QUINCY Strong winds and remote, steep terrain are driving a series of wildland fires that have charred a total of more than 61,000 acres in California's northeastern corner.
The Chips fire is burning from the Feather River Canyon north into a rugged and unroaded area near Lake Almanor.
Smoke is blowing into the Sacramento Valley and has been thick enough locally to prompt a health advisory issued by Val Armisen, Plumas County public health officer.
Started July 29 along the Pacific Crest Trail near Belden, the fire has burned more than 18,000 acres and is not expected to be contained within fire lines until Aug. 21, said Robin Vora, a fire information officer.
In addition to about 25 homes in the Feather River Canyon, the Chips fire is threatening two 60,000-volt electrical transmission lines that serve Quincy and several other communities.
Anticipating the worst, Pacific Gas and Electric Co. has rented three utility-scale mobile generators and is trucking them to the Quincy area, where backup generators will power local substations. The generators should be in place and ready to operate by Friday, said Paul Moreno, a company spokesman.
Traffic through the Feather River Canyon is subject to controls depending on the fire behavior, Vora said. Caribou Road along the north fork of the river is closed, as are Forest Service and PG&E campgrounds at Caribou, Butt Lake and Humbug Valley.
About 60 miles north of the Chips fire, a lightning-sparked blaze burning in Lassen Volcanic National Park has blackened more than 2,000 acres as it moves toward the park boundary 10 miles south of Old Station.
Started July 23, park officials allowed the Reading fire to creep along the ground and smolder as a natural part of the ecosystem, said Darlene M. Koontz, Lassen Park superintendent. On Tuesday, when winds picked up and created several hot spots across the park road, a team of firefighters moved in to manage the blaze.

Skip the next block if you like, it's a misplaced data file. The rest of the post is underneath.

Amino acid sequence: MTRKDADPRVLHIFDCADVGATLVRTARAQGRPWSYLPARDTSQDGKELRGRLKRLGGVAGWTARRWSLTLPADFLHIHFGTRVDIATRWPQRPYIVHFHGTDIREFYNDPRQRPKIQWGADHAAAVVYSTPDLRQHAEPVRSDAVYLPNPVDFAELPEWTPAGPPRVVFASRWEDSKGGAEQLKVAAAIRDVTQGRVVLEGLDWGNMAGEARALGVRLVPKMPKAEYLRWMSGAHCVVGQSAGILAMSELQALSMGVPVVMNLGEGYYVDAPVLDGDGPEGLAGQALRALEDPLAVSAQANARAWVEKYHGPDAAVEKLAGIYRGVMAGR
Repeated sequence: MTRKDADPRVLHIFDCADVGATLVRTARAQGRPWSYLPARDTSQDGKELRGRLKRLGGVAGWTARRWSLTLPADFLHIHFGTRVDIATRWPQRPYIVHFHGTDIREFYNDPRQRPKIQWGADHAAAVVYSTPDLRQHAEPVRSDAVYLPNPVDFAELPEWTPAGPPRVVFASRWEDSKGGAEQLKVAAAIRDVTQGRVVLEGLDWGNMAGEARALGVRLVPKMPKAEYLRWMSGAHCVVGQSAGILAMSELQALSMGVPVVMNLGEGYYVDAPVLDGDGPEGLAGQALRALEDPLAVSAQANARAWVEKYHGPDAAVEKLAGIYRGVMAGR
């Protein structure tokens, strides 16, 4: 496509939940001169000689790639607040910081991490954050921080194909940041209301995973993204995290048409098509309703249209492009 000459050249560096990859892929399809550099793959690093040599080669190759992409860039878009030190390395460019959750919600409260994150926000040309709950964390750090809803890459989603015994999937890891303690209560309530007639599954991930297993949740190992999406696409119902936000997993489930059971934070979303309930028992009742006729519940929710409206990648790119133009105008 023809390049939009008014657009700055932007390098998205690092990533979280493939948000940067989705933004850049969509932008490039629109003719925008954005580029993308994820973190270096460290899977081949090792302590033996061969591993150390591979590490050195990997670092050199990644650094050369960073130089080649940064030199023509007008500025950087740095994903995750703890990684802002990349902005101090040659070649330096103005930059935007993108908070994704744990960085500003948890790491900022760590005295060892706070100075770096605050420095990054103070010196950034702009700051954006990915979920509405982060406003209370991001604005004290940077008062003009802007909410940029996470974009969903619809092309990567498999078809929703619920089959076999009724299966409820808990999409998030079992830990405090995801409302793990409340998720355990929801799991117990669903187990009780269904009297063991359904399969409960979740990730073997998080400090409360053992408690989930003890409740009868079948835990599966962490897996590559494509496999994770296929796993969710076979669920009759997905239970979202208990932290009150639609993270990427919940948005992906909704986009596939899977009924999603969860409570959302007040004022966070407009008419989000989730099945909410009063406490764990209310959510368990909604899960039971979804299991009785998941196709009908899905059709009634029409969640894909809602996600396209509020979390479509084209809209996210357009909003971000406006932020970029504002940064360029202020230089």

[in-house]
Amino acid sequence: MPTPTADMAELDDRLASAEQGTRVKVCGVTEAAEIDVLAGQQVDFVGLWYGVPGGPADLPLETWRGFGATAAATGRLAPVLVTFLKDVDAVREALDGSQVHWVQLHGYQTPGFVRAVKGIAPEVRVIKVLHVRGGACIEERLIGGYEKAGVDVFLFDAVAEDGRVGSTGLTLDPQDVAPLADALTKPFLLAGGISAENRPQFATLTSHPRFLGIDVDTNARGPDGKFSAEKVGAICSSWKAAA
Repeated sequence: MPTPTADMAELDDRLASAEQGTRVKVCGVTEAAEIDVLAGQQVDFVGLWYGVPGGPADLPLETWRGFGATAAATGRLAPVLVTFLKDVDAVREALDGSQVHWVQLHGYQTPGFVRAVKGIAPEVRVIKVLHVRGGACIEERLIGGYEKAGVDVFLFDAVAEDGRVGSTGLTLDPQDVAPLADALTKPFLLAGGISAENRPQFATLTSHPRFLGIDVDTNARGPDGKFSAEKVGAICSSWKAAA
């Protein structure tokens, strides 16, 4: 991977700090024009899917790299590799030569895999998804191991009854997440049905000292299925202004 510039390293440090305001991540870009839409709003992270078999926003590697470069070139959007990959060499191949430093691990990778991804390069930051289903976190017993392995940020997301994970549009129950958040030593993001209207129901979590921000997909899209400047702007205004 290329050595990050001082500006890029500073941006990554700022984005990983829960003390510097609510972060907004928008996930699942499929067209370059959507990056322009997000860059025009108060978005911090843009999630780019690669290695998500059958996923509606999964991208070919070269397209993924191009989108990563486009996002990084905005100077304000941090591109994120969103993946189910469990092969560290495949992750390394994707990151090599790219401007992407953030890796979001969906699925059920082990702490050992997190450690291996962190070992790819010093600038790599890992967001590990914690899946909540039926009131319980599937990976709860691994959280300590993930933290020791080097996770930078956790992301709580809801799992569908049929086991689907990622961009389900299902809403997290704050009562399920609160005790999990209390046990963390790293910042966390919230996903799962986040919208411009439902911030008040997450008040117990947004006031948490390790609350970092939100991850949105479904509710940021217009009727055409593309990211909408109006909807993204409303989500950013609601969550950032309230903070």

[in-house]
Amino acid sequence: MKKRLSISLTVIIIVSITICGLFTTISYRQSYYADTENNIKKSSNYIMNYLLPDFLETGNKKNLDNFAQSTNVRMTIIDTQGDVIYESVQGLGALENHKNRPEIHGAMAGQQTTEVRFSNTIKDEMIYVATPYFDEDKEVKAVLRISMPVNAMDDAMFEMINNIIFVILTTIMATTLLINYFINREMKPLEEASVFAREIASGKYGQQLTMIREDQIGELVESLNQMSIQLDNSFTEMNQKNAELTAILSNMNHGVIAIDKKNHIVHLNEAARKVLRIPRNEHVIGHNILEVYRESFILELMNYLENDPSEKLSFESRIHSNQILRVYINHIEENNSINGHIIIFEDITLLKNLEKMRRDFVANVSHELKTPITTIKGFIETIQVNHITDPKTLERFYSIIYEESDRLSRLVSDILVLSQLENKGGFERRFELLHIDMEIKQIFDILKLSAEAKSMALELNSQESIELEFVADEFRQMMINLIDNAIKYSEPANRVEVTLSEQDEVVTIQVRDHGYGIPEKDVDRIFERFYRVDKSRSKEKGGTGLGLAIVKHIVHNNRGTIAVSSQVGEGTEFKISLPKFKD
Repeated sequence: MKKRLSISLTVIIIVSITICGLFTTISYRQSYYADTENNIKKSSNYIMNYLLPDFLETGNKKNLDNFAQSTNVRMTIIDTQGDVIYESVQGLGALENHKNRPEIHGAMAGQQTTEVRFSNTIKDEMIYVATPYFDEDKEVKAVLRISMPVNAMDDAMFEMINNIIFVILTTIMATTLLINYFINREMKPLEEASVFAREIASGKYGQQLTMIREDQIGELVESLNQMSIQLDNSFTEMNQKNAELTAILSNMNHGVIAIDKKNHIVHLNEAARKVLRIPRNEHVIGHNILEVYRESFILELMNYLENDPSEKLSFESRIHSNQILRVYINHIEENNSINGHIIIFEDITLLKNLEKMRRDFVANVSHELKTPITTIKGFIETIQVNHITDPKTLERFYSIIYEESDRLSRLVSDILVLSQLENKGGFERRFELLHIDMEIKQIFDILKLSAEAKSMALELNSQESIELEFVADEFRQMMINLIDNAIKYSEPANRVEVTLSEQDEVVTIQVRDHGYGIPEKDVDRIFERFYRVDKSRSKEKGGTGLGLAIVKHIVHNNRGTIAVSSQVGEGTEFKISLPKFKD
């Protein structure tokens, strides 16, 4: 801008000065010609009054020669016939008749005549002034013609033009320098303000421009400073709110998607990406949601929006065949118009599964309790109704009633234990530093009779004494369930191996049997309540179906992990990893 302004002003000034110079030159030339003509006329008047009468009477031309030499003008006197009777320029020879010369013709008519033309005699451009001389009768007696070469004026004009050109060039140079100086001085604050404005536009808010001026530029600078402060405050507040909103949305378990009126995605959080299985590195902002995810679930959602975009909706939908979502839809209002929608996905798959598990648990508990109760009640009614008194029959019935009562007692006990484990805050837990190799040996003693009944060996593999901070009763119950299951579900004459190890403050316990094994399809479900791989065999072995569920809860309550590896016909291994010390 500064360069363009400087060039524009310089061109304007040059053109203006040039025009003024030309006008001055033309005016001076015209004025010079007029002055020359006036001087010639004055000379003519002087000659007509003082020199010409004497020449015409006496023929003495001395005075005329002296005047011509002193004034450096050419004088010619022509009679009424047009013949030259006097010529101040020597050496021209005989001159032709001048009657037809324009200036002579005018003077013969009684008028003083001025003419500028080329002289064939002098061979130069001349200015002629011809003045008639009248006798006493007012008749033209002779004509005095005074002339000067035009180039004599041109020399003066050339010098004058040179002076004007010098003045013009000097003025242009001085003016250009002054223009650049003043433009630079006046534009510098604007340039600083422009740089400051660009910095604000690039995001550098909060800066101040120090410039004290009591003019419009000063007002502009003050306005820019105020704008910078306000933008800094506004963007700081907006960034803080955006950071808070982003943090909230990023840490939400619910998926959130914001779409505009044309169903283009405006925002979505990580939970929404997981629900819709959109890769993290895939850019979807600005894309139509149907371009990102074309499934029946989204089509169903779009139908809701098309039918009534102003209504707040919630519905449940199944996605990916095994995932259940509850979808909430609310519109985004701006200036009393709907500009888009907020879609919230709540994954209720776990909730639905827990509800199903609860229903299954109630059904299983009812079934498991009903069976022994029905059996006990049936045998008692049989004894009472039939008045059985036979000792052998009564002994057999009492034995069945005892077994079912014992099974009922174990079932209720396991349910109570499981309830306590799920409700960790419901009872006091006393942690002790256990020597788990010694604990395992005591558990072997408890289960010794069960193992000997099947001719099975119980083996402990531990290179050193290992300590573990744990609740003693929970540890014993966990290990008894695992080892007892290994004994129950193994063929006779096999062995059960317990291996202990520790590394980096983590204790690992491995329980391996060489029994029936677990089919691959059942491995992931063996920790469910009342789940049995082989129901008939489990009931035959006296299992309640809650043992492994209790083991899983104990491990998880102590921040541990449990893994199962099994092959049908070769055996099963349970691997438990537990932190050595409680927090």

In addition to numerous trails in the central portion of the park, Highway 89 through Lassen Park is closed from Crags Campground to Summit Lake.
The largest of the north state's wildland fires is a 41,000-acre blaze east of Eagleville in Modoc County.
The Lost fire, started Sunday by lightning, is burning through habitat critical for sage grouse, wild horses and other wildlife, said Jeff Fontana, a spokesman for the federal Bureau of Land Management in Susanville.
The fire crossed State Route 34 on Tuesday, burning northeast into the National Conservation Area.
A large air tanker dropped several loads of fire retardant to successfully steer the flames away from a major power transmission line, he said.
Officials expect to contain the Lost fire by Sunday, Fontana said.
The combined cost of suppressing the three active fires is estimated at more than $6.5 million, federal officials said.